I mentioned that it would be nice if the shower were raised to our level, but not covered, as the water in the black plastic container needs the sun to warm it.  Jim discussed it with Sergio Jr, who is 20, and he agreed to construct it as an appendage to the house, on piers.  (Last night when we returned I needed a shower and had to, in the twilight, go down the steep stairs and crouch under the walkway to the shower tent.  Of course, it steamed up immediately, so that I couldn’t get dry and my glasses were totally fogged.  I wrapped my towel around me, slipped on my blouse and sandals, and repeated the obstacle course to my friends’ tent where I had room to dry and dress, although no privacy, through the mosquitoes, and I had washed off all of my repellant.)

A Photographic Excursion

Our guides, Arturo and Jose, were hunters, but Jim had convinced them not to hunt, as so many animals in La Selva have been killed off, and they can’t get any jobs with tourists because they don’t speak English.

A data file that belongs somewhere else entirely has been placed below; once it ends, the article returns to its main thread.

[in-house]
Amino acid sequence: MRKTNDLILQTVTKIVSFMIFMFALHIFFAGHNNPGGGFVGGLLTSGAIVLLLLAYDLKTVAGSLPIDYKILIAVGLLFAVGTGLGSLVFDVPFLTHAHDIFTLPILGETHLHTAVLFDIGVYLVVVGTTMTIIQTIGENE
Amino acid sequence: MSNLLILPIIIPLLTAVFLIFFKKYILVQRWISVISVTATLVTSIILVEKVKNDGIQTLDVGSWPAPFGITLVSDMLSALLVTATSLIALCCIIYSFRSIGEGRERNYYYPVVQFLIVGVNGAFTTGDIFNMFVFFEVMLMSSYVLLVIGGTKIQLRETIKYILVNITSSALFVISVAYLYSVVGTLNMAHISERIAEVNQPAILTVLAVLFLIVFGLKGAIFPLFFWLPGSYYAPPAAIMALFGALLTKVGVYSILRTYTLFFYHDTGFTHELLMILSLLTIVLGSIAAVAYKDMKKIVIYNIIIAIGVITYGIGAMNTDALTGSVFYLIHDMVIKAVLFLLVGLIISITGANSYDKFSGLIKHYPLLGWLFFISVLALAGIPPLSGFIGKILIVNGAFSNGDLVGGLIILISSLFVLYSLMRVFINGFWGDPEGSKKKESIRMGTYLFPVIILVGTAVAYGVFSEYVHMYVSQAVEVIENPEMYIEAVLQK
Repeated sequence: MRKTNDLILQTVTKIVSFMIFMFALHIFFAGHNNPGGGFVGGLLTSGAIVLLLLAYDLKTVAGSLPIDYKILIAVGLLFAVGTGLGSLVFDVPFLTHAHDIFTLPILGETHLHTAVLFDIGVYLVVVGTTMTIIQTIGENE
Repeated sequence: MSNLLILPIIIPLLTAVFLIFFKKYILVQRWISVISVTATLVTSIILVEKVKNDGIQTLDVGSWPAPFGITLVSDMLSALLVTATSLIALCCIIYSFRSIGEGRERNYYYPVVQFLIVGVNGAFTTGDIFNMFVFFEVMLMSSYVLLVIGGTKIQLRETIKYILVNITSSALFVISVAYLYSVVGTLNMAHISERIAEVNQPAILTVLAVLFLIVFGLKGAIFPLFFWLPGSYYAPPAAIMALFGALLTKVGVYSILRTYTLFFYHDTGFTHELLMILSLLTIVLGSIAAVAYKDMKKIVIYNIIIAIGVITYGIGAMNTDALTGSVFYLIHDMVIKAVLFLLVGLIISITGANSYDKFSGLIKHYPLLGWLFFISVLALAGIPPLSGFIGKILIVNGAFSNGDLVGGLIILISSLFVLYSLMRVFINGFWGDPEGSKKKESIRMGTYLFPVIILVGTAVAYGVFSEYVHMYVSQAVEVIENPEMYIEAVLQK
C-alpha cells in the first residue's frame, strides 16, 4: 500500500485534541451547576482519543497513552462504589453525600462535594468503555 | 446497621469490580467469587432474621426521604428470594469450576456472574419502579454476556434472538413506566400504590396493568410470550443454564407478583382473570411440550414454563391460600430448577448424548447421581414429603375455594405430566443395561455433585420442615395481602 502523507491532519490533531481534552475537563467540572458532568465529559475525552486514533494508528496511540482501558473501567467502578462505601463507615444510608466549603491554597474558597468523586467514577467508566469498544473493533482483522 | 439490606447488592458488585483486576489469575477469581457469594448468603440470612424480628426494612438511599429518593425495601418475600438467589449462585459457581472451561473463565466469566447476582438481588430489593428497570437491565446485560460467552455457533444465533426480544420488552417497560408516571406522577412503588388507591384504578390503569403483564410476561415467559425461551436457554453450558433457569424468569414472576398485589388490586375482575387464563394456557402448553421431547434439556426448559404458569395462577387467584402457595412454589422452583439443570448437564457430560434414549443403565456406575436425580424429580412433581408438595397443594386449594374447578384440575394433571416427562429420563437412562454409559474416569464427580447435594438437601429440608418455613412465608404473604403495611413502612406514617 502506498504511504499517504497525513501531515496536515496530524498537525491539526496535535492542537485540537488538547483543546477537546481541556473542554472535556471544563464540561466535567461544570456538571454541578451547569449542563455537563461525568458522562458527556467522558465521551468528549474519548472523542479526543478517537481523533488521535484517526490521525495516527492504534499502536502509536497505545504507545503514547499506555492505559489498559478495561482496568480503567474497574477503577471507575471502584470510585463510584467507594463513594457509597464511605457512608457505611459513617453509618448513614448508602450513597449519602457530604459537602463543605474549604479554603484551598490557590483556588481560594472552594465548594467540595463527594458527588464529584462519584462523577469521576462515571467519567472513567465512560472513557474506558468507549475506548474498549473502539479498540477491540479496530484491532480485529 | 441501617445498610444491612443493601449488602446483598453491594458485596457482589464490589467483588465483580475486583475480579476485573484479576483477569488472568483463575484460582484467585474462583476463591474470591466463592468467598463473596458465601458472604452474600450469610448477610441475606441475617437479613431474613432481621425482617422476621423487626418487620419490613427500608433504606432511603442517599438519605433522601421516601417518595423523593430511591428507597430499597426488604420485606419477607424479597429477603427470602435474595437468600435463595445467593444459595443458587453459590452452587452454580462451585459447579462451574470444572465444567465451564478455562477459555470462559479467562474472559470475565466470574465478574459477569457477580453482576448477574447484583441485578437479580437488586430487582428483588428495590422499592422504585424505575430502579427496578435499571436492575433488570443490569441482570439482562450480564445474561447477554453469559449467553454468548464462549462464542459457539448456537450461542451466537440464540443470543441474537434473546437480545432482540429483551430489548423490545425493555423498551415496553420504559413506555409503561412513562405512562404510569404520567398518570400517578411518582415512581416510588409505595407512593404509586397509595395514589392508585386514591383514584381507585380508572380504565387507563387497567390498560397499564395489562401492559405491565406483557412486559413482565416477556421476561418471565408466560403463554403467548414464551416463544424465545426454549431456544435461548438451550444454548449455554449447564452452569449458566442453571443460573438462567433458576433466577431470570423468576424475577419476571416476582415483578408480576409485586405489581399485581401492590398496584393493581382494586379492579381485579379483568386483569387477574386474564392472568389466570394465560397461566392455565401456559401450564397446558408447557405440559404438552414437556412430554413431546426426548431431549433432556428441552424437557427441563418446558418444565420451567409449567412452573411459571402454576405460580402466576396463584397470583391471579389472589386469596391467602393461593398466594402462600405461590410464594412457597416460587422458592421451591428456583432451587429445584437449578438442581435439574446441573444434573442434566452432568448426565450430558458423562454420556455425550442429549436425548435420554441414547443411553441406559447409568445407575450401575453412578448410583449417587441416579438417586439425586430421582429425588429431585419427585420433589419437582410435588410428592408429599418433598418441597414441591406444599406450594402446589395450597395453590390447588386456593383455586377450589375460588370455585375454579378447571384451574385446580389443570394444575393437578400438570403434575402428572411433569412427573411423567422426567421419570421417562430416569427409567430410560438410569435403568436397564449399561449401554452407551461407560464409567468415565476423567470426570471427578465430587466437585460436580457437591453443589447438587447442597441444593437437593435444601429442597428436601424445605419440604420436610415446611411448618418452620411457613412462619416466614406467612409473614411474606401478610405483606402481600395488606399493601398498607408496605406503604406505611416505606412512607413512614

Jose spotted an arboreal anteater.  We boated under low tree limbs to an opening for photos.

Anteater – The Southern Tamandua is largely arboreo.  It has a prehensile tail for hanging about and moving in trees, allowing it to get to hard-to-reach termite nests.  Particular about its food, it doesn’t generally go after army ants or large, stinging ants that might do it harm.  Tamanduas rest in hollow trees or other holes during midday, but are otherwise active, including nocturnally. They forage both on the ground and in trees – good for this flooded time of the year, usually solitarily.

There was a large nest (bees?) on one of the trees.  A dragonfly or two while I discussed the bee nest with Jose – in Spanish – I didn’t know the word for bees, only honey.

A flock of small birds winged by.  A flycatcher with brown wings and a touch of yellow.  A flock of red tanagers.

We heard the raucous calls of macaws.  They were flying in pairs, as they always do, and my friend said that they always “talk” as they fly.  (She said that I’d get along great with them.)

A morpho butterfly, huge and almost turquoise, flitted by (not my photo, it’s from the Web – these butterflies never sit still long enough – this was probably taken at a butterfly farm).  Then a small mariposa black with yellow stripes.  Another morpho.  A tiny white butterfly.